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Morltbay History, Family Crest & Coats of Arms



The ancestors of the name Morltbay date back to the days of the Anglo-Saxon tribes of Britain. The name is derived from their residence in the region of Maultby in various counties throughout England. Morltbay is a topographic surname, which was given to a person who resided near a physical feature such as a hill, stream, church, or type of tree. Habitation names form the other broad category of surnames that were derived from place-names. They were derived from pre-existing names for towns, villages, parishes, or farmsteads. Other local names are derived from the names of houses, manors, estates, regions, and entire counties.

Early Origins of the Morltbay family


The surname Morltbay was first found in Yorkshire at Maltby (Maultby) a former mining town and civil parish in South Yorkshire and/or at Maltby a village and civil parish in North Yorkshire. Maltby is also a hamlet in the East Lindsey district of Lincolnshire. The Yorkshire locals are by far the larger of the place names. There are three distinct listings in the Domesday Book of 1086 and all are spelt Maltbi.

The place name literally means "farmstead or village of a man called Malti," or "where the malt is made." [1]CITATION[CLOSE]
Mills, A.D., Dictionary of English Place-Names. Oxford: Oxford University Press, 1991. Print. (ISBN 0-19-869156-4)

"This place was formerly the residence of a family of the same name, who continued in possession for several generations." [2]CITATION[CLOSE]
Lewis, Samuel, A Topographical Dictionary of England. Institute of Historical Research, 1848, Print.

The parish of Acaster-Malbais in the union of York, partly in the Ainsty wapentake in the West Riding of Yorkshire was home to another branch of the family. "This place partly derives its name from the family of Malby, who flourished here for some centuries after the Conquest, until at length a daughter and heiress was married to Fairfax of Walton, created Viscount Emley." [2]CITATION[CLOSE]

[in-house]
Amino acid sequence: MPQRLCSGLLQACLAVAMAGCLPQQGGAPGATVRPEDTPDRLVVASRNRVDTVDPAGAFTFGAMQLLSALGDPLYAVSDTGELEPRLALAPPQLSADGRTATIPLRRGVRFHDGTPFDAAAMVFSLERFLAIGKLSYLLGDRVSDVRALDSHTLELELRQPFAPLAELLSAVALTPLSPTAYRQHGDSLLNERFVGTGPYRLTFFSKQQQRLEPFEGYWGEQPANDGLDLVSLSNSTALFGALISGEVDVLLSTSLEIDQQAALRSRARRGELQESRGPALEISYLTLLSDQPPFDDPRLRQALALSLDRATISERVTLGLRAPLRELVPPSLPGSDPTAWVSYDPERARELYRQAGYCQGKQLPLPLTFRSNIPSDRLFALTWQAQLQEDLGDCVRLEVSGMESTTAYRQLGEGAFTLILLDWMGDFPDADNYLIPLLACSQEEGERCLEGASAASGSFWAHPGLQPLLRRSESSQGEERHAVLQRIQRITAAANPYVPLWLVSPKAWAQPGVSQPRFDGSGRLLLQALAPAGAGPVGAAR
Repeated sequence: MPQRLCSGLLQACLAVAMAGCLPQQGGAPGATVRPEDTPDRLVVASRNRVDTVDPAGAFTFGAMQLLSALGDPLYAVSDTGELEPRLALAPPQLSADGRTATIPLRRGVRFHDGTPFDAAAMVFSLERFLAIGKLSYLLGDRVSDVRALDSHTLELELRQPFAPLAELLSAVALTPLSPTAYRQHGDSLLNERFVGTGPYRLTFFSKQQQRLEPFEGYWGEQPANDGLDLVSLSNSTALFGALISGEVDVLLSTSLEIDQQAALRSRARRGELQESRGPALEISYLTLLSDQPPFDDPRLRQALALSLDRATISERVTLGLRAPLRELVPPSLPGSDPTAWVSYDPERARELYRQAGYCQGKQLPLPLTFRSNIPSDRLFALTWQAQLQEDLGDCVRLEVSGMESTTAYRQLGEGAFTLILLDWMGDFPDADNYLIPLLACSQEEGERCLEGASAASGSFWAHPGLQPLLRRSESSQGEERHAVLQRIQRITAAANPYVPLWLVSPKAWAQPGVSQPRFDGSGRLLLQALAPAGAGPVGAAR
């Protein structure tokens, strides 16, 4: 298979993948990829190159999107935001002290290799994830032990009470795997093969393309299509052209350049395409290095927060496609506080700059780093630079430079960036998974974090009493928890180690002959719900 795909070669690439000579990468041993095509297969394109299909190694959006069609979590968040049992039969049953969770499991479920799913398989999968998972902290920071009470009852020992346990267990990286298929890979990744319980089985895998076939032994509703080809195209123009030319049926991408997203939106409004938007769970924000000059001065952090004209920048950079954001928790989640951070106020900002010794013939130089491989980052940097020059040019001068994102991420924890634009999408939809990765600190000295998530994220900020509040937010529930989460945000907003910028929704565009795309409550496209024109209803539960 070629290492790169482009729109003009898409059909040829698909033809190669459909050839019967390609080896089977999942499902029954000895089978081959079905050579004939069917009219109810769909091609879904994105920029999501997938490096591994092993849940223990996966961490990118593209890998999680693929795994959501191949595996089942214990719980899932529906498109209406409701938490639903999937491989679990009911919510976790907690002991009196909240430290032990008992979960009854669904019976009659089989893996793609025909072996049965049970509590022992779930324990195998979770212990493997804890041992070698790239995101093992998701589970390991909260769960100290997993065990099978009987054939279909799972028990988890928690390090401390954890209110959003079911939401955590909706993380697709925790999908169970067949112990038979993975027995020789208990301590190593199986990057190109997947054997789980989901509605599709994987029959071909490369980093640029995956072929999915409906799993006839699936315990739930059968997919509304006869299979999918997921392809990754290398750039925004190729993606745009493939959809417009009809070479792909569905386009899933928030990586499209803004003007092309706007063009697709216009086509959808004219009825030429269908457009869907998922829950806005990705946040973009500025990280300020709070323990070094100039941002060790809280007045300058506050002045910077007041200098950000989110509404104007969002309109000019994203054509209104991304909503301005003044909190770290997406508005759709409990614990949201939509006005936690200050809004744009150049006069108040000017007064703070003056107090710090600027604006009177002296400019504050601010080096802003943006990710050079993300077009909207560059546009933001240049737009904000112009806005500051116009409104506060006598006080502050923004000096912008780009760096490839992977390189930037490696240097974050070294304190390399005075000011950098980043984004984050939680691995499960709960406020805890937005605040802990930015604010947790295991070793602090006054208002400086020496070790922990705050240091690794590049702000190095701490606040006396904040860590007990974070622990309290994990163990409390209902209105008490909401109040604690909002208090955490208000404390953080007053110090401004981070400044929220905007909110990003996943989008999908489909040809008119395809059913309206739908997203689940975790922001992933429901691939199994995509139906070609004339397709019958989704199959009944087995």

Lewis, Samuel, A Topographical Dictionary of England. Institute of Historical Research, 1848, Print.


Early History of the Morltbay family


This web page shows only a small excerpt of our Morltbay research.
Another 63 words (4 lines of text) covering the years 183 and 1831 are included under the topic Early Morltbay History in all our PDF Extended History products and printed products wherever possible.

Morltbay Spelling Variations


Morltbay has been spelled many different ways. Before English spelling became standardized over the last few hundred years, spelling variations in names were a common occurrence. As the English language changed in the Middle Ages, absorbing pieces of Latin and French, as well as other languages, the spelling of people's names also changed considerably, even over a single lifetime. Many variations of the name Morltbay have been found, including Maltby, Maltbie, Maltbe, Maultsby, Maltsby and many more.

Early Notables of the Morltbay family (pre 1700)


More information is included under the topic Early Morltbay Notables in all our PDF Extended History products and printed products wherever possible.

Migration of the Morltbay family to the New World and Oceana


In an attempt to escape the chaos experienced in England, many English families boarded overcrowded and diseased ships sailing for the shores of North America and other British colonies. Those families hardy enough, and lucky enough, to make the passage intact were rewarded with land and a social environment less prone to religious and political persecution. Many of these families became important contributors to the young colonies in which they settled. Early immigration and passenger lists have documented some of the first Morltbays to arrive on North American shores: John Maltby settled in Salem, Massachusetts in 1630; along with Robert and William; Samuel Maltby settled in Fairfield, Conn. in 1820.

Morltbay Family Crest Products



See Also



Citations


  1. ^ Mills, A.D., Dictionary of English Place-Names. Oxford: Oxford University Press, 1991. Print. (ISBN 0-19-869156-4)
  2. ^ Lewis, Samuel, A Topographical Dictionary of England. Institute of Historical Research, 1848, Print.

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